Grape warning sign on grocery store produce stand. Image credit:Moblog.
When a grape lands on the kitchen floor, I expect my Black Lab to scarf it down: like any other people-food item she beats me to. But, when it's a grape, she mouths it and spits it out. Now, I'm almost as smart as she is, having just learned from an article in Earthtimes, via PR Newswire, that grapes are fairly toxic to dogs. Read on for a list of common foods and decorative plants that frequently have toxic effects on pets.
The list comes from actuarial statistics of the Veterinary Pet Insurance Co., which reports that:-
Raisins and grapes topped the list, followed by mushrooms and marijuana. In 2008, the average amount claimed for plant poisoning was $427.One sentence in the report got me thinking about the possibility that pesticide residue rather than an intrinsic component of grapes may be involved.
Top Plant Poisoning Claims of 2008
7. Sago Palm
8. Macadamia Nuts
The exact cause is unknown, but some experts think that there may be a toxic component in the skin of the grape/raisin.Snopes reports that the grape toxicity issue is real for dogs; and Spopes also offers an unscientific sounding claim that pesticide residues are not a contributing factor. The amount of grapes or raisins that must be consumed to lead to a toxic effect on dogs also seems not well understood. Some accounts say "a handful," others that a dog must eat a pound or more. In other words, there is still reason to be skeptical about actual causation.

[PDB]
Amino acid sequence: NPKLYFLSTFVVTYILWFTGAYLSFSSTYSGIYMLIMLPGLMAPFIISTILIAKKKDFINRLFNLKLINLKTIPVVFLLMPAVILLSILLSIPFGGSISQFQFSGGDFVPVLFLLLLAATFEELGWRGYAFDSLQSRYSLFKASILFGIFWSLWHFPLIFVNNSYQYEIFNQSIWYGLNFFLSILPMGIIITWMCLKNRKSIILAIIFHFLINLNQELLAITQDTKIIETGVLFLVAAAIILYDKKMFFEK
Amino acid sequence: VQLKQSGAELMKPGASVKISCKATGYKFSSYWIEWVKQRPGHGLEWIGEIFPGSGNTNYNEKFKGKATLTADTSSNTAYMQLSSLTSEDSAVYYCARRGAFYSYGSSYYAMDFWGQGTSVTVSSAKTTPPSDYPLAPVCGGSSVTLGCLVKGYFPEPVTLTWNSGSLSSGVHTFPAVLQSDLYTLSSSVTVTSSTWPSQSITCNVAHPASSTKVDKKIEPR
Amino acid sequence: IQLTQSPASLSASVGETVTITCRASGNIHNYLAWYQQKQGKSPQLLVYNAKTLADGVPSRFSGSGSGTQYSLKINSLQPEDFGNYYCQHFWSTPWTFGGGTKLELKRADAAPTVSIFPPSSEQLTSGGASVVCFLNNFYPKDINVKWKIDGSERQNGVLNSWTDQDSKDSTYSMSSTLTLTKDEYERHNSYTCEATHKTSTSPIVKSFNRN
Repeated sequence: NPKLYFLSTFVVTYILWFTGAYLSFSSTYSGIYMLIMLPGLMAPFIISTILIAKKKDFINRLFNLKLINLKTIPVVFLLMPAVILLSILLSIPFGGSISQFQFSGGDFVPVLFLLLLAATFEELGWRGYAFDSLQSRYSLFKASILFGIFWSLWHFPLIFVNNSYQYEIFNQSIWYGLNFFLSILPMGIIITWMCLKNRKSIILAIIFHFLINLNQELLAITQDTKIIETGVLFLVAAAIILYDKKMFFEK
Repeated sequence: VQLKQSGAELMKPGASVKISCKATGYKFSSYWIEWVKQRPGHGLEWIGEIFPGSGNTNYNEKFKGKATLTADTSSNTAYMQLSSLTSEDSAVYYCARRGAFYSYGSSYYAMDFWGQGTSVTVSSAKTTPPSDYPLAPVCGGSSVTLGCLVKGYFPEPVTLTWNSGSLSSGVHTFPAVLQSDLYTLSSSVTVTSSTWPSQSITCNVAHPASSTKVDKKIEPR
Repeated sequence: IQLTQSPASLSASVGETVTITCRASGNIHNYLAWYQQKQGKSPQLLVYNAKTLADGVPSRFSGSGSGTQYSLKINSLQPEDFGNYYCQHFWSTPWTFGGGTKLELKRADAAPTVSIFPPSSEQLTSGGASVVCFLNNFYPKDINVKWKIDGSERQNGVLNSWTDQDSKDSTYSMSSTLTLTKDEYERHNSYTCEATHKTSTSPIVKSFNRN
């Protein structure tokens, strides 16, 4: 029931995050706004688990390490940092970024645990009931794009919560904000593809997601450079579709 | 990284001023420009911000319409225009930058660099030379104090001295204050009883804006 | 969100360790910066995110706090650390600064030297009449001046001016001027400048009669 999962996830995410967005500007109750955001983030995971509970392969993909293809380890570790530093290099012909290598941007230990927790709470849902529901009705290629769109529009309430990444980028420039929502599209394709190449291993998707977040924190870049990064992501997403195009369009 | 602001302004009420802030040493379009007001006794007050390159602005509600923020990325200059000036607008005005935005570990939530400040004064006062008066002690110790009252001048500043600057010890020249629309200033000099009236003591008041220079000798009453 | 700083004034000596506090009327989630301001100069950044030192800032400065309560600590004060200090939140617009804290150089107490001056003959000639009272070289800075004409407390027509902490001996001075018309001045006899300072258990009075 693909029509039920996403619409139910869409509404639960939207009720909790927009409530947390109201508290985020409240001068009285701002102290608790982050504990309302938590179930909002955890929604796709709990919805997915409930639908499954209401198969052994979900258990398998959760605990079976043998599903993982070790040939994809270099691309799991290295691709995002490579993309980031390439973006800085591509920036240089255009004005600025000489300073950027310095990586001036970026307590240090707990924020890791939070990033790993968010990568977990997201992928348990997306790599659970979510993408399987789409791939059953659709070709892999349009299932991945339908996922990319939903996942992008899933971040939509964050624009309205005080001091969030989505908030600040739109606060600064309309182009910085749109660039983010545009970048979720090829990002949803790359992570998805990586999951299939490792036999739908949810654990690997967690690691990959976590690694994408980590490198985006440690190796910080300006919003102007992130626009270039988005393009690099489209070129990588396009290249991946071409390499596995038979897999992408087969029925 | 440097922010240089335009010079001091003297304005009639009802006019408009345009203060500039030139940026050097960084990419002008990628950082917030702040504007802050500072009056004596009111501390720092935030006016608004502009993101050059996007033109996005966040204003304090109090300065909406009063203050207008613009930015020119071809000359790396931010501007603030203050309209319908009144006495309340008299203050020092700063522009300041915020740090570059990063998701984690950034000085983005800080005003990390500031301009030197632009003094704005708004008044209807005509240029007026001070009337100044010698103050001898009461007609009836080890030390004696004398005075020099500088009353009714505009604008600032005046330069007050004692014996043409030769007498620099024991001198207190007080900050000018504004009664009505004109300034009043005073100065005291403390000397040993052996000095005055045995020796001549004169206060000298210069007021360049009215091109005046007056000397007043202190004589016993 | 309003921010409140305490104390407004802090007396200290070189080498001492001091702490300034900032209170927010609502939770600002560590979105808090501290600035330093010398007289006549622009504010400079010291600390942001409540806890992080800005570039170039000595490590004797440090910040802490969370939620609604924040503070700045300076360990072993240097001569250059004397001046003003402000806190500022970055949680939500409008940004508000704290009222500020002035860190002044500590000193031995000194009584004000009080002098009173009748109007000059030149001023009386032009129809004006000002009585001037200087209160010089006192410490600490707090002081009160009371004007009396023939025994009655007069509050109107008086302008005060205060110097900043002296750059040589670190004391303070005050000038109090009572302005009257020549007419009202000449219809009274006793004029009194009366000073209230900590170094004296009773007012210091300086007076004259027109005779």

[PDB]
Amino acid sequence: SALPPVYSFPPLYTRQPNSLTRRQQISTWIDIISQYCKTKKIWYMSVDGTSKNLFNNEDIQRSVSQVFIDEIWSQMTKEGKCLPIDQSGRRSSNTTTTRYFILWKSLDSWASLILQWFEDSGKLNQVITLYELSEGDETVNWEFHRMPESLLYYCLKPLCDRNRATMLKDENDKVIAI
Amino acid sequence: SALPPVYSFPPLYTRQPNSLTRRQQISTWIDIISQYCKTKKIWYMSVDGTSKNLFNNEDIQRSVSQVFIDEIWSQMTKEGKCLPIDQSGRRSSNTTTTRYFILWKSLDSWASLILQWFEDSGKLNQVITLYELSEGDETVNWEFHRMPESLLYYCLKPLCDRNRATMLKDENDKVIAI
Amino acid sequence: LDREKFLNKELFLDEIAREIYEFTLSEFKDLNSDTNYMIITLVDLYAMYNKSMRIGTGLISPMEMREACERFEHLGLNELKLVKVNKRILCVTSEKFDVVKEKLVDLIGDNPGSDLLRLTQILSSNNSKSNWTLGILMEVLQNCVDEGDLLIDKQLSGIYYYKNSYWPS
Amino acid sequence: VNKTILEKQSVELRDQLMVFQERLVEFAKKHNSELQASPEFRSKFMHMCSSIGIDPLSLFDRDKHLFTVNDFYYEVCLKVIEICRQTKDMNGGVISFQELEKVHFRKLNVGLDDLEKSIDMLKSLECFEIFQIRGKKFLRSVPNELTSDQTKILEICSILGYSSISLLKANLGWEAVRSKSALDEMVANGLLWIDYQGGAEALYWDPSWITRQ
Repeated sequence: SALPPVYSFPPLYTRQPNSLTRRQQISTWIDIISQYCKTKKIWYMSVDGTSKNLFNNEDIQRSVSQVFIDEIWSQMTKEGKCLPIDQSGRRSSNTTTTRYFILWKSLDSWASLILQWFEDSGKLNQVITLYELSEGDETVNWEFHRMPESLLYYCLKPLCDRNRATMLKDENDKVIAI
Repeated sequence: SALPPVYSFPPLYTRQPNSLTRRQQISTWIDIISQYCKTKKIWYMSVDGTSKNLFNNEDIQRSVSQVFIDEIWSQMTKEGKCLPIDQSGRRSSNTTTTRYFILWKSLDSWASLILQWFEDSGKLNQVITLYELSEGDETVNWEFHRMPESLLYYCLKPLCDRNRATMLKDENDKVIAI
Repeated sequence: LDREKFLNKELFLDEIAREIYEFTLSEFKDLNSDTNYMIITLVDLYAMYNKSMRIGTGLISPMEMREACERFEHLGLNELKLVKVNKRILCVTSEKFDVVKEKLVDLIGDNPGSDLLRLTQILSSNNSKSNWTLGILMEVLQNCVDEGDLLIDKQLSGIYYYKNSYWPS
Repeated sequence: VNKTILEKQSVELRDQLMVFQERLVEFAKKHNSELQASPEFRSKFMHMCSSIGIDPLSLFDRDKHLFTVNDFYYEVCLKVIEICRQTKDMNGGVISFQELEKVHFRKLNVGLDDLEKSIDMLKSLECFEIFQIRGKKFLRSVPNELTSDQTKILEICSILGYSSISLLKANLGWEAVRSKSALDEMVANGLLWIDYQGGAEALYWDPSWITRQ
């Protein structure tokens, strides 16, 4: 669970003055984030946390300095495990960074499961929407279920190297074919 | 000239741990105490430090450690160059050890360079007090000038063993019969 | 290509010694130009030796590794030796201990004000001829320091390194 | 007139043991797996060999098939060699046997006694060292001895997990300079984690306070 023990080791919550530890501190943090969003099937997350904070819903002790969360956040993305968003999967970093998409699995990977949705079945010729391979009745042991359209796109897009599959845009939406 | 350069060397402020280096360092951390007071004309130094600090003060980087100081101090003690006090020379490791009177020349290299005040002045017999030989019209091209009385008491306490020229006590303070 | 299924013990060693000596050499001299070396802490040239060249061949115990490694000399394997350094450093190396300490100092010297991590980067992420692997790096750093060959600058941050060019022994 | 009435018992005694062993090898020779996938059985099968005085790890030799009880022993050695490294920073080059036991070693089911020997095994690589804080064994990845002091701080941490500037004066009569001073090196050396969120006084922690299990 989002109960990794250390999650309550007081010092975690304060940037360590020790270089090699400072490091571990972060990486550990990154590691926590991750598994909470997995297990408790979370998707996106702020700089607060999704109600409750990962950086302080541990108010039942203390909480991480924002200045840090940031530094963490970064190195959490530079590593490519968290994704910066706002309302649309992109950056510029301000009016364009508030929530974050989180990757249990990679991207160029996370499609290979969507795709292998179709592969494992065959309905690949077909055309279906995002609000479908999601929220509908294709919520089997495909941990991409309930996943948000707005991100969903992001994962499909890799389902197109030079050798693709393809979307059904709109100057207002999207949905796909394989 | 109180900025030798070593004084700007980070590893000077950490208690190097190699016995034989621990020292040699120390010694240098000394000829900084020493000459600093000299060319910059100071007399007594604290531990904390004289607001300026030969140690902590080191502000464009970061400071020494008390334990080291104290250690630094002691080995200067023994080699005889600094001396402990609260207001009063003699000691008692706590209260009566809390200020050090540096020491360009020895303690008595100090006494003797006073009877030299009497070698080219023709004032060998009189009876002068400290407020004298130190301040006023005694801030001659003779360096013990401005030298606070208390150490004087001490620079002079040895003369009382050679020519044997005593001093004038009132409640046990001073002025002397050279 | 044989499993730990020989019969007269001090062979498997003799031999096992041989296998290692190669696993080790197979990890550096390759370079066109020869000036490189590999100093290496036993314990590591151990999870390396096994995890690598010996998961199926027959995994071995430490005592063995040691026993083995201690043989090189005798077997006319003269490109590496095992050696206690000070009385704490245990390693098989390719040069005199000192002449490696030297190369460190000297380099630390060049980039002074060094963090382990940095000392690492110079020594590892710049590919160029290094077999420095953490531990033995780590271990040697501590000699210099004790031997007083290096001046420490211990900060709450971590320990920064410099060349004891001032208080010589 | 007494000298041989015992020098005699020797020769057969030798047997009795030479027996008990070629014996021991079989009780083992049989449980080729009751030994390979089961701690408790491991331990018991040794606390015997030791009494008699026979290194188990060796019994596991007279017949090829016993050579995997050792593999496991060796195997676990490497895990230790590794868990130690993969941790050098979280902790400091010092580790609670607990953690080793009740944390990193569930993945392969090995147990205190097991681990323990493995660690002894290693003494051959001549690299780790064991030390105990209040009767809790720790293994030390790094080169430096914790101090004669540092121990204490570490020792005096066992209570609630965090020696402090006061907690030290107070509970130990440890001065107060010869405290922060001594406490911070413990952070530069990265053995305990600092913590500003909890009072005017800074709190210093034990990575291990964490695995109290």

Perhaps someone has done a serious literature review to look into the grape toxicity dose/response question, and will share the findings with us?
I'm betting that most of the pot toxicity reports have something to do with brownies.
The article also points out that dogs like to eat fertilizer. Because pesticides are often blended with fertilizers, that can lead to a serious poisoning. One wonders how much of the exposure is due to actual direct consumption and how much is due to the animal simply walking on the treated lawn and then licking their paws clean.
Mushroom ingestion is listed as the second most common cause of poisoning in the insurance claims records. It's not totally clear as to whether certain domestically sold mushroom varieties are toxic to pets, and others not, or whether it is only particular wild mushroom genera that are associated with toxicity in pets. In other words, the true nature of the mushroom hazard for pets seems poorly understood (or at least poorly comunicated), which is likely to lead to some more urban legends. (I have watched my Lab sniff wild mushrooms in the yard and then back away and snort. She especially disdains Amanita muscaria, which can be quite toxic to people.)
Amanita muscaria. Image credit:EppingForestDC
It would most interesting to see if there is any propensity of particular breeds to eat the toxic items and of other breeds to not eat them.
Who knew that onions, even cooked onions, were very toxic to both cats and dogs? That too was a surprise.
Perhaps there is a behavioral reinforcement aspect to the overall issue: e.g. dogs want what they observe people to be handling and eating? Makes sense to me because dogs are pack oriented and instinctively expect an alpha animal (the owner) to share. (Whenever I go out to split firewood, my dog will grab a small log and chew on it.)